Emy DiGrappa (11:21):

Well, that seems to be very true, because the cartoons that you draw, you want to elicit an emotion. You want someone to think about something.

Greg Kearney (11:30):

Yeah. Now not all cartoons have to be heavy-handed editorial types. And when you draw daily, you can't keep that up. So I draw lots of cartoons that are mostly humorous. I'm thinking of one I drew about, well COVID is good for humorous cartoons, oddly enough. And so I drew a cartoon for the Jackson Hole Paper just a few days ago in which the skier who is standing on the slope and next to him is a COVID vaccine. I have a little COVID caricature I draw. And the COVID caricature is on skis as well. He's saying, "How's the powder?" And the cat is on skis also and saying, "Look, a tourist." So no, I don't necessarily fire off with all shots all the time, nobody who does it daily does it. So a lot of times I'm looking for those issues that are unique to Wyoming.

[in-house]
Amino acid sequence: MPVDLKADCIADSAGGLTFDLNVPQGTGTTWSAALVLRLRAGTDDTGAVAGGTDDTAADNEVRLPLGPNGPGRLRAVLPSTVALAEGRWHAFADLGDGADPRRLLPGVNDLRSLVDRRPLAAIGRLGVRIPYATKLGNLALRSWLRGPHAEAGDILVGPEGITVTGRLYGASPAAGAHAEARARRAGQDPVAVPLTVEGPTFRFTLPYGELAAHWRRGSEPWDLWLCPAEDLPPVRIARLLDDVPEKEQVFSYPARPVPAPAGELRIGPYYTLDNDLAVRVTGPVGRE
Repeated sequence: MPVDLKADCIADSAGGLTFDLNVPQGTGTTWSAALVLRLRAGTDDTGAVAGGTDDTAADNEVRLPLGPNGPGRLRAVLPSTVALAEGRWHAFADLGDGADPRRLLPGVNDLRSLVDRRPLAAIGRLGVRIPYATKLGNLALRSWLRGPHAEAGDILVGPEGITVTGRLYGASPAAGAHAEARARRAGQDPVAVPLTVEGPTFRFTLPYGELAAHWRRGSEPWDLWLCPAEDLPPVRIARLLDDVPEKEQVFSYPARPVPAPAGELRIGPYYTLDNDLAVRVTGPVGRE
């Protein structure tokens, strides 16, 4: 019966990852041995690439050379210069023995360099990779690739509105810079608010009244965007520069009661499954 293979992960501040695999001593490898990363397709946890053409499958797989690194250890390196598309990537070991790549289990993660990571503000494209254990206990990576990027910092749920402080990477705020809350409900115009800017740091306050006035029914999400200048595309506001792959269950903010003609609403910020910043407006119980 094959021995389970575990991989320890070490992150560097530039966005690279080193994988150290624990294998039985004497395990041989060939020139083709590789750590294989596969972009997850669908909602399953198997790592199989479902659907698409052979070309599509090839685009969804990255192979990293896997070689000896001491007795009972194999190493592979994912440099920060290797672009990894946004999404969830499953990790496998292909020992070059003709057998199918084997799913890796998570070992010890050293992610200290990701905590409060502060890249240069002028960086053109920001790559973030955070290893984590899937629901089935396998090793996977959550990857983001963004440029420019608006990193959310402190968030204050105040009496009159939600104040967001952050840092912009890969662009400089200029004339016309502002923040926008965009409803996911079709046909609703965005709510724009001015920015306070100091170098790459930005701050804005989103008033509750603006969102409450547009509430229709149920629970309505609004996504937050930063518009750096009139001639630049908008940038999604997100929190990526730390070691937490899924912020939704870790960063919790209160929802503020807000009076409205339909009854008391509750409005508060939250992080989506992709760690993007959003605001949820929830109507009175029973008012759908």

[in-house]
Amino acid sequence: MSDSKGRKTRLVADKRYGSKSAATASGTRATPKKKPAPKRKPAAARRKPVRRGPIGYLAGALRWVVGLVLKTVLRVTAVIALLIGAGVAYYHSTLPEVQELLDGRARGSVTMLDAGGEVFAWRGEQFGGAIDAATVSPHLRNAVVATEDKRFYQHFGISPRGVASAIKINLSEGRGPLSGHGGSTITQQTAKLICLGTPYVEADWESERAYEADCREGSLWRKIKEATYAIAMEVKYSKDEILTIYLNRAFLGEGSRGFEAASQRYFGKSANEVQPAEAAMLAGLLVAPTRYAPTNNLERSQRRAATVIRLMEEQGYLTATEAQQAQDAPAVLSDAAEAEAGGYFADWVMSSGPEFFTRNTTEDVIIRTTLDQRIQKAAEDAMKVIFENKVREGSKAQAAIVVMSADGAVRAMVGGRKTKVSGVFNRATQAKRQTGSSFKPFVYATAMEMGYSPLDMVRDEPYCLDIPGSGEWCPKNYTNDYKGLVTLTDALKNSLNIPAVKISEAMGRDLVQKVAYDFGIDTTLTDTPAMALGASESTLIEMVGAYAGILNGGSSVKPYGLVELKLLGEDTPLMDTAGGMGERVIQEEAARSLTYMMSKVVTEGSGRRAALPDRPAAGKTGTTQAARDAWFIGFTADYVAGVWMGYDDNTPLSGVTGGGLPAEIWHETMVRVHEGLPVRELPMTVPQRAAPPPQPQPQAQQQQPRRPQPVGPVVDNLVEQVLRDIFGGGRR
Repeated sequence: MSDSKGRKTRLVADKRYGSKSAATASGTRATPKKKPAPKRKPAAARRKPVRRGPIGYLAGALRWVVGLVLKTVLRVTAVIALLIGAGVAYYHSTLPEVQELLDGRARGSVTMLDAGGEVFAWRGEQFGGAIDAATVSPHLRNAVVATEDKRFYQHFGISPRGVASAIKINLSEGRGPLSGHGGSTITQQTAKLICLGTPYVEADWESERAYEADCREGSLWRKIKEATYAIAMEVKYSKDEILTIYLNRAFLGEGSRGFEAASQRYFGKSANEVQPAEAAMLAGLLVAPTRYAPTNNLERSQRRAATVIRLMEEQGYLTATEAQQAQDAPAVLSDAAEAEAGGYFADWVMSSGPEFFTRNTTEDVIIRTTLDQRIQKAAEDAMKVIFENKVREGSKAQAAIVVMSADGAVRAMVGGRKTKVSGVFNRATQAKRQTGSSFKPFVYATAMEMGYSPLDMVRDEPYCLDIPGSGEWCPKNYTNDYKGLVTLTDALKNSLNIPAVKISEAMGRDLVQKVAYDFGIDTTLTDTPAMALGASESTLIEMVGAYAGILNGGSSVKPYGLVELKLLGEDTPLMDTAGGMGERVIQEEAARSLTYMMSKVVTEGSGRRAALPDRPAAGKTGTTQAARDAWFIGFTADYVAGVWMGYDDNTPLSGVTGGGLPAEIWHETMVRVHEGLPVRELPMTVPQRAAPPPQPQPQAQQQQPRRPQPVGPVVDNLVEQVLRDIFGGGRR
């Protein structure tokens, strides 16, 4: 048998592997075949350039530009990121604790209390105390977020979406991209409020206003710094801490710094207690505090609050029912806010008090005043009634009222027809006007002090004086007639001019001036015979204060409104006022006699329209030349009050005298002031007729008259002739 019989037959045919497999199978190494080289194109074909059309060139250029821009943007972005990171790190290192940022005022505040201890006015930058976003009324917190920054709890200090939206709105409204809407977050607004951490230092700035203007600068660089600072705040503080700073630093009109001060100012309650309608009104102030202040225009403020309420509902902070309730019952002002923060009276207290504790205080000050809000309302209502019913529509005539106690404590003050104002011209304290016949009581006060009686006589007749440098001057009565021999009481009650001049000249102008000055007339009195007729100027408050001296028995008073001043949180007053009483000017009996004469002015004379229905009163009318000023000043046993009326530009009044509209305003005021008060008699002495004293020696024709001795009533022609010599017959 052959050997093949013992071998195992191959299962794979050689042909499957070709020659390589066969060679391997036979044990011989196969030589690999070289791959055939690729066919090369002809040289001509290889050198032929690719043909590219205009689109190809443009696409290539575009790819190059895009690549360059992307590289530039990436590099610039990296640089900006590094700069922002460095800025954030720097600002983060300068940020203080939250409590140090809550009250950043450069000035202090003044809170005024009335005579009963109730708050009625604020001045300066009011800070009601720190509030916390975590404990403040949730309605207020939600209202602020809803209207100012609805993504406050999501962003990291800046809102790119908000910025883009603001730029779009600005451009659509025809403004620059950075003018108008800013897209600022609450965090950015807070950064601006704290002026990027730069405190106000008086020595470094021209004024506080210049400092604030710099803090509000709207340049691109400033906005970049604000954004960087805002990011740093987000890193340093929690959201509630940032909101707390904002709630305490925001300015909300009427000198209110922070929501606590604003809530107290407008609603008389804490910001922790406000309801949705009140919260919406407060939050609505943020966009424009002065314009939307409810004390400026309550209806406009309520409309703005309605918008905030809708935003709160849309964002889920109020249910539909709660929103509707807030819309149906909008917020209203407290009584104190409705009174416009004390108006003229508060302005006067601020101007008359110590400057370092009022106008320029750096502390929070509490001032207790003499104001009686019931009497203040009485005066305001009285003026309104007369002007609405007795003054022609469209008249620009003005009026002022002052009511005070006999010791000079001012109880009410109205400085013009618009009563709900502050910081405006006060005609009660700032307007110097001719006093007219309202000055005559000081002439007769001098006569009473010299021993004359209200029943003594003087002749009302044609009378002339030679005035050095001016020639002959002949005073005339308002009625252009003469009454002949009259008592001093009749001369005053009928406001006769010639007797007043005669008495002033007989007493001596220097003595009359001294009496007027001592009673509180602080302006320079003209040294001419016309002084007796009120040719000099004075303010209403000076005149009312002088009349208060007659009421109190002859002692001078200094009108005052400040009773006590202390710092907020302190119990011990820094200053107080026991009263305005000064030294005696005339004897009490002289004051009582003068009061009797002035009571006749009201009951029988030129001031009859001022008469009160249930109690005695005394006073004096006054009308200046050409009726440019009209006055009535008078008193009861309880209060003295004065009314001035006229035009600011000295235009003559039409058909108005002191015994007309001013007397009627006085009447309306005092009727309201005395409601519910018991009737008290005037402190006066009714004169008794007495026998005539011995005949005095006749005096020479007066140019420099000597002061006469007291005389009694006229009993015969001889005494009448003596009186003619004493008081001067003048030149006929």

There was a story a while back about bears getting into beehives and eating stuff they shouldn't. There was one particular bear called 399, who was particularly fond of beehives and trash. And so there was a story about, "Oh dear, what are we going to do with this bear?" It is visualized eating junk food and it's not good for him and this and that. And so I had this bear sitting there with a bee honeycomb in his hand and a trashcan beside him, and he's talking to this guy who's got a McDonald's food bag, and the bear is saying, "You're one to talk." And Vic, the cat, is saying, "Smarter than the average bear."